2009 Notebook: Weak XXXIII
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13 August 2009
No. 6,726 (cartoon)
How can you be so remorseless?

I can’t explain it; it’s my gift.

14 August 2009
Les Paul, 1915-2009
I’d heard about the brilliant inventor and so-so musician Les Paul, but I didn’t really know much about him until I read his obituaries after his death yesterday. Dying is perhaps the best way of getting publicity; too bad it usually only happens once.

Had he not died, I wouldn’t have known that Paul almost perished over sixty years ago, when he drove off a bridge into a river during a horrific blizzard. (That’s another good reason to avoid Oklahoma, as if another one was needed.)

“Everything I had was broken,” he recalled, “and I was in bad shape for about two years, so I had a lot of time to think.”

Two years thinking, imagine that! I can’t. The idea of meditation is anathema to me; I can’t tolerate two minutes of physical inactivity before I fiddle with some electronic doodad in my pack. Given Paul’s innovation, perhaps I should rethink this silly behavior.

At least I agree with Paul when it comes to the importance of inquisitiveness.

“Why? And that’s the key to the whole thing, that curiosity,” Paul said. “You just ask that question, ‘Why?,’ and you’ve got your life cut out for you.”

Paul had his life cut out for him, and I still do, although I don’t know why.

15 August 2009
There’s Always a Catch
Once upon a time, Joseph Heller wrote a novel called Catch-18. His publisher asked him to change the title, though, when Leon Uris beat him to the presses with Mila 18.

It’s too bad that Heller died without writing an epilogue explaining the search for another number. Seventeen? Too similar to the film, Stalag 17. Fourteen? Not funny enough. I wonder what other numbers were considered and rejected before they settled on twenty-two?

I’m too slothful to investigate, but I’d wager that some academic somewhere has written a long dissertation on whether eighteen is more humorous than twenty-two.

Personally, I think that a catch by any other number would jell as complete.

16 August 2009
Kiliaen’s Exasperating Pronouncements
Kiliaen was in an obnoxiously contradictory mood when I went over to his studio for lunch today.

I told him that I liked the soup he made; he said that he knew I didn’t really enjoy it. I told him that his obnoxious dog was bothering me by trying to eat my dinner; he said that he knew that I secretly adored the drooling beast. I told him that I was happy to fix his computer; he said that I only make such repairs grudgingly.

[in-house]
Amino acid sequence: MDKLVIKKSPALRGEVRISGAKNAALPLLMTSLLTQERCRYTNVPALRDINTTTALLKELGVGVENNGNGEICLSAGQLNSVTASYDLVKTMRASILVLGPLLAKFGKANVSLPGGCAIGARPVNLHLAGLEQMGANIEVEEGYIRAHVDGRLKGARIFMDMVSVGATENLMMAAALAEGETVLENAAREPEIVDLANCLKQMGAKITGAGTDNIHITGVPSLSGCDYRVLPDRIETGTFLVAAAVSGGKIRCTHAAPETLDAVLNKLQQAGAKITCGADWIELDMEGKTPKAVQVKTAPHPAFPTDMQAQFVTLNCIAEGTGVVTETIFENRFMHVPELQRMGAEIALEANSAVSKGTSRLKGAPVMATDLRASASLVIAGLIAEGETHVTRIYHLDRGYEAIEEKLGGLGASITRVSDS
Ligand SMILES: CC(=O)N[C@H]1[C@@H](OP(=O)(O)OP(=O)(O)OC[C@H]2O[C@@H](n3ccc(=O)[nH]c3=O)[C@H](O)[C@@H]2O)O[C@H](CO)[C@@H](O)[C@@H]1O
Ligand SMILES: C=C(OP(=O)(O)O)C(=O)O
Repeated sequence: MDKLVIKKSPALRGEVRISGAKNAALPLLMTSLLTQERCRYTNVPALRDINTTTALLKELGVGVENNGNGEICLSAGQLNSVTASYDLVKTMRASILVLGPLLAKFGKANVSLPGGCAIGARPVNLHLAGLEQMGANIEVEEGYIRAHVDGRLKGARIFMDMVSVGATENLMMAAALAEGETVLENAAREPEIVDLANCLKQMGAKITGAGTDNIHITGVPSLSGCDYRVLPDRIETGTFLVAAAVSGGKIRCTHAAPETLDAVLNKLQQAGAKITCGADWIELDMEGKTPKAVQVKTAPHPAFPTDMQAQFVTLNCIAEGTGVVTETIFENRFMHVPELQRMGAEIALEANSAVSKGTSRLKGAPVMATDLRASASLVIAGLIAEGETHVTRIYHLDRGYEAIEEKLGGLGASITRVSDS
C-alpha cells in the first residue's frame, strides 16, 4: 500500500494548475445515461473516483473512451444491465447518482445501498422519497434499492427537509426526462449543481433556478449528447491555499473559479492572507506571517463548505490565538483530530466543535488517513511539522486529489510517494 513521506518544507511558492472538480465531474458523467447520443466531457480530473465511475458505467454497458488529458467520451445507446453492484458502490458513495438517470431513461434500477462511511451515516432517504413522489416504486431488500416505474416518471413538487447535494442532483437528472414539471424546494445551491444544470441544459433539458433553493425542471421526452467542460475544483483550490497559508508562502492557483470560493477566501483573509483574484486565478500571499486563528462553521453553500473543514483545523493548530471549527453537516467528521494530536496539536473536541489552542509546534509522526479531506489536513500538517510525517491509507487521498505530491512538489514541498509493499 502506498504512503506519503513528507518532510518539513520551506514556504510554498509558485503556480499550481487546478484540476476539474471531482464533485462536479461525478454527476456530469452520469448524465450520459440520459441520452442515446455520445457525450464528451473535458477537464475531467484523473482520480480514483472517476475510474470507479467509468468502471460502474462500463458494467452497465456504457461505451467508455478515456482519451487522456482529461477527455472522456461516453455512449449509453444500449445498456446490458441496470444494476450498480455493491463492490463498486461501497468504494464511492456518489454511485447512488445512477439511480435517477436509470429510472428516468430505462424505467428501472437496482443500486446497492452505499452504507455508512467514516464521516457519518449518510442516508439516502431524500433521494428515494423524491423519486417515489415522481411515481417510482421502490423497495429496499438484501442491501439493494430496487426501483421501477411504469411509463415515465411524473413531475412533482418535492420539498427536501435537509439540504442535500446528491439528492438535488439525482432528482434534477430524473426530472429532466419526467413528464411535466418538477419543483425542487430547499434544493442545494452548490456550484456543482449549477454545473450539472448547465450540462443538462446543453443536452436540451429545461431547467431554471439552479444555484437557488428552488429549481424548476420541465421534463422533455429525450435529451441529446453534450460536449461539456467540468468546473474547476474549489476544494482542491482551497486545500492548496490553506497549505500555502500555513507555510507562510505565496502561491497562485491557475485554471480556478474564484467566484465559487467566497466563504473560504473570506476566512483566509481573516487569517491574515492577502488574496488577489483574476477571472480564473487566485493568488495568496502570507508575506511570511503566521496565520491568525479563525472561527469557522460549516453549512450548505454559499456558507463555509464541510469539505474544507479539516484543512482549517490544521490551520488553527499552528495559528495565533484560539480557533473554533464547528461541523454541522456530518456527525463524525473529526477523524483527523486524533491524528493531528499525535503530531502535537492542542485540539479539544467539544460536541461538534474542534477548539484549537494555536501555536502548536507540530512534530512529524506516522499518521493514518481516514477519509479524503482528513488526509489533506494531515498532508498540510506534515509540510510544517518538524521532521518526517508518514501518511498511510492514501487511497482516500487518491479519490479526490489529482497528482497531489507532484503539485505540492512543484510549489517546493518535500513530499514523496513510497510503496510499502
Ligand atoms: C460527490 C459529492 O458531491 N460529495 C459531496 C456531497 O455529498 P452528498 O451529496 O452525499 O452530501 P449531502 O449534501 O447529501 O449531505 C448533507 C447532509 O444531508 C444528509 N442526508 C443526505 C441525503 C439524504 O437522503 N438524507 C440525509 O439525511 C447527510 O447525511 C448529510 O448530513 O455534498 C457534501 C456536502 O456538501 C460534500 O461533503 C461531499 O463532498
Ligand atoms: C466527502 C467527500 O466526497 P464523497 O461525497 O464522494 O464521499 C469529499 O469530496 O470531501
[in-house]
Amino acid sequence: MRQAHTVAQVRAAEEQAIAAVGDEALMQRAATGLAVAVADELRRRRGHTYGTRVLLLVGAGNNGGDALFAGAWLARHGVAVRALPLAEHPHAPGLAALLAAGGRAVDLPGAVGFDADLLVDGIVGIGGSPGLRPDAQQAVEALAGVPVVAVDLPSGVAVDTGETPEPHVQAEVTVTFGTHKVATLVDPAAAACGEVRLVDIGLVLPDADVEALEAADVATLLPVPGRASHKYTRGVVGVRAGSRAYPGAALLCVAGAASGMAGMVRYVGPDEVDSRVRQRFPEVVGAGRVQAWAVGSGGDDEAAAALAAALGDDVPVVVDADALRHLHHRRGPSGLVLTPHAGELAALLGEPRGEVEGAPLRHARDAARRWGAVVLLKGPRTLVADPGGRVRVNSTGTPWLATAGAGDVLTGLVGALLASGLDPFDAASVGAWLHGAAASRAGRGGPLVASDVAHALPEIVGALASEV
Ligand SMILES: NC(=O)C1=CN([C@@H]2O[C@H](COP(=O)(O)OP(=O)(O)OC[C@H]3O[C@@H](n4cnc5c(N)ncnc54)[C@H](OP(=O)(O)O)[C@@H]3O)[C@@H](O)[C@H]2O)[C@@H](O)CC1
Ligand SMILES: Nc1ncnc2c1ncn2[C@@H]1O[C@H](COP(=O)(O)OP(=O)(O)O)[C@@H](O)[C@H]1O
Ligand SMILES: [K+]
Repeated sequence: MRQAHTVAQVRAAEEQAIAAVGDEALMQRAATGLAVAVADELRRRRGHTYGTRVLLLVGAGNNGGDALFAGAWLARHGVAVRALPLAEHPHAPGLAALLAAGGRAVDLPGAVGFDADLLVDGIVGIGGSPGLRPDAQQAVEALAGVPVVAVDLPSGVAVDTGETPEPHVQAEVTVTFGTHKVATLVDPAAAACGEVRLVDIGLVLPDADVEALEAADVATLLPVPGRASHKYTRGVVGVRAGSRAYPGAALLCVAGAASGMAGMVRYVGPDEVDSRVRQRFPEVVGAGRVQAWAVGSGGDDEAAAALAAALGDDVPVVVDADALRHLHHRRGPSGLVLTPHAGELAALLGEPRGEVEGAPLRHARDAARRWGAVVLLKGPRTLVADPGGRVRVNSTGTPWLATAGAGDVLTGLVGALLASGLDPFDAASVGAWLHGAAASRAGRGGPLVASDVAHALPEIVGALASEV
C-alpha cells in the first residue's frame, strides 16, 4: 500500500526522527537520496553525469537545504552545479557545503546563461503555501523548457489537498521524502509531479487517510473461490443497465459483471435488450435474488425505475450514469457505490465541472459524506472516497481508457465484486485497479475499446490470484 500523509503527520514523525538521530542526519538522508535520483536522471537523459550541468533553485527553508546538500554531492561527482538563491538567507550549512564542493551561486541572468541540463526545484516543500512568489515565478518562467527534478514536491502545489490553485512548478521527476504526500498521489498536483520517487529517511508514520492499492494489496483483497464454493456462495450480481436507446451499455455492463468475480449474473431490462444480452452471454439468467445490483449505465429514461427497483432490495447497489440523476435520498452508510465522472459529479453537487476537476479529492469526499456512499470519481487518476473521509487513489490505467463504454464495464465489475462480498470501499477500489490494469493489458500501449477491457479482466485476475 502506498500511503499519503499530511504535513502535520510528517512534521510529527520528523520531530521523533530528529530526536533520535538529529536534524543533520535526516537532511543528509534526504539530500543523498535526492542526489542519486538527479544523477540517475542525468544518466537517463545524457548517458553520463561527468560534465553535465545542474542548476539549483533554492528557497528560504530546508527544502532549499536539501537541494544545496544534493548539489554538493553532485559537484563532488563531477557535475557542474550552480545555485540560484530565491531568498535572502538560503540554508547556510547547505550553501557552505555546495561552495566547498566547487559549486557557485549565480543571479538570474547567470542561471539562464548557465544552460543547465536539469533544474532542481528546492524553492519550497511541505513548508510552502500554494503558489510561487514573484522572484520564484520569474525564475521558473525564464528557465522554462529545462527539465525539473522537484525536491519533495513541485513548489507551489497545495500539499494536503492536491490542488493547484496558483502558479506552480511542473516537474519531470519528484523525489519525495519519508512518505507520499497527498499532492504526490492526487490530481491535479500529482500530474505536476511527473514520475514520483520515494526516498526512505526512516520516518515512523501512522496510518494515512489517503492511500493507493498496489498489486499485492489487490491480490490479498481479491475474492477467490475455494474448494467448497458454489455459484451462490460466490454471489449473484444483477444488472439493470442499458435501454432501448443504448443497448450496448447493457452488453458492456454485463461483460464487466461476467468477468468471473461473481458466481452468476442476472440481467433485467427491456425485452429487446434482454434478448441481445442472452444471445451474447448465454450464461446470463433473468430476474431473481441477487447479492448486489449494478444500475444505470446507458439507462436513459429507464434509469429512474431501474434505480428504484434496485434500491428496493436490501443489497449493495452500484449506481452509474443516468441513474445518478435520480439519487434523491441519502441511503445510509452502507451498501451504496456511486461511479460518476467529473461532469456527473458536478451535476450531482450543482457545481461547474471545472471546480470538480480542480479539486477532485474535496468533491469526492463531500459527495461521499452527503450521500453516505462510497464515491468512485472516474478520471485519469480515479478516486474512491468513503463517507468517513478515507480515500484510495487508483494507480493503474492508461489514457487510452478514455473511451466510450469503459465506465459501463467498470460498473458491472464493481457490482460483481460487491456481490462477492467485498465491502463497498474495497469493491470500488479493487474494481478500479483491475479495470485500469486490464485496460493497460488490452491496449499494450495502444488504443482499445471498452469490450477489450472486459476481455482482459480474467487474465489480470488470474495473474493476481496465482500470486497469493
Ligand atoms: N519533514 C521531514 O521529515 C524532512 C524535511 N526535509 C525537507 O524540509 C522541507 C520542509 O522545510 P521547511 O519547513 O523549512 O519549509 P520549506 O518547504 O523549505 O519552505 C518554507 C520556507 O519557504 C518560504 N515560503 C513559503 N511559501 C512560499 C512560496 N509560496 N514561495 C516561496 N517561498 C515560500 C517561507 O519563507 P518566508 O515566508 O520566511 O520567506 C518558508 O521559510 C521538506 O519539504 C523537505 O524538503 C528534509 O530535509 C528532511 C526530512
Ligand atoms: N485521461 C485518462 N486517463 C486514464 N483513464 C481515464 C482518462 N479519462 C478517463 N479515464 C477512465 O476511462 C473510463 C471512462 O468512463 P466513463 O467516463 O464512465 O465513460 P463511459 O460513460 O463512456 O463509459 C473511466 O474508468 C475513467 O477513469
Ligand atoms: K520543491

I found Kiliaen’s insistence that he knew more about what was going on between my ears than I did extraordinarily annoying. I thought I’d retaliate by being even more irritating, but couldn’t think of anything of a greater magnitude. I gave up, and resigned myself to not having any beliefs or opinions during what turned out to be a brief lunch.

17 August 2009
Wine Glass Variations
I pulled out a bottle of cheap wine when Sid came over for dinner tonight, then uncorked it and took a little gulp.

“Good enough for the likes of us,” I declared, offering the bottle to Sid.

“How about some glasses?” he asked.

“Glasses for what?” I replied.

“Um, for the wine.”

“Is that some kind of joke? Wine needs to breathe, not see, so it doesn’t need glasses.”

“No, a glass for drinking wine.”

“You want a glass of your own?”

“Yes, please.”

I opened another bottle of wine for Sid, but that just led to more confusion. It turns out that Sid didn’t consider a glass wine bottle a wine glass. I did. It seemed silly to generate another dish to wash, but I’m nothing if not a gracious host so I gave Sid a clean cup.

The rest of the evening flowed swimmingly.

18 August 2009
Alicia May Be a Serbican
“I want you to tell me the truth about something,” Alicia began.


I’m always honest with my friends, so it’s worrisome when one of them prefaces a query with a request for candor.

“David, do I look like I’m from Eastern Europe?” she asked.


Alicia is the daughter of Kenyan immigrants, so I didn’t need to massage the truth, not even a little bit.

“I might have thought you were from Tanzania instead of Kenya,” I replied, “but I’d never mistake you for an Eastern European.”

“So I don’t look like I’m Serbican?” she continued. “Gerrit said I was.”

“I never heard of Serbica. It could be one of those tiny African countries an ignorant American like me would not have heard of because we never invaded it. Are you sure he didn’t say Serbia?”

“No, he definitely said Serbica.”

“So what did he day, exactly?”

“We had a big fight, and Gerrit told me that he was tired of me being a Serbic.”

Uh-oh redux.

“Maybe it’s some region that neither of us have heard of. I’d ask Gerrit for an explanation,” I advised.

“I’m going to have a word with that Gerrit,” she said shrilly.

Poor Gerrit; he’s in for a Serbic encounter.

19 August 2009
Ululating All the Way to Flint
I’m on a flight to Flint, Michigan, and the plane is full of ululating and screeching children. I can’t blame them; who wants to go to Flint?

Perhaps the aggravated bairns on their way to some sort of caterwauling competition; we’re an hour into the flight and they’ve managed to sustain the same impressive decibel level since the plane left earth.

I don’t have a problem with the cacophony. I’ve convinced myself it’s music, so it is. It’s also a great form of birth control, almost an aural vasectomy.

The young woman sitting beside me is decidedly less sanguine.

“Contraception has to be one of the best values on the planet,” she observed.

I didn’t see much point in replying; the music blasting out of her headphones was so loud I knew she couldn’t hear me.

“Asparagus kangaroos weave granite,” I said with a grin.

She nodded, returned my smile, and returned to her book.

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©2009 David Glenn Rinehart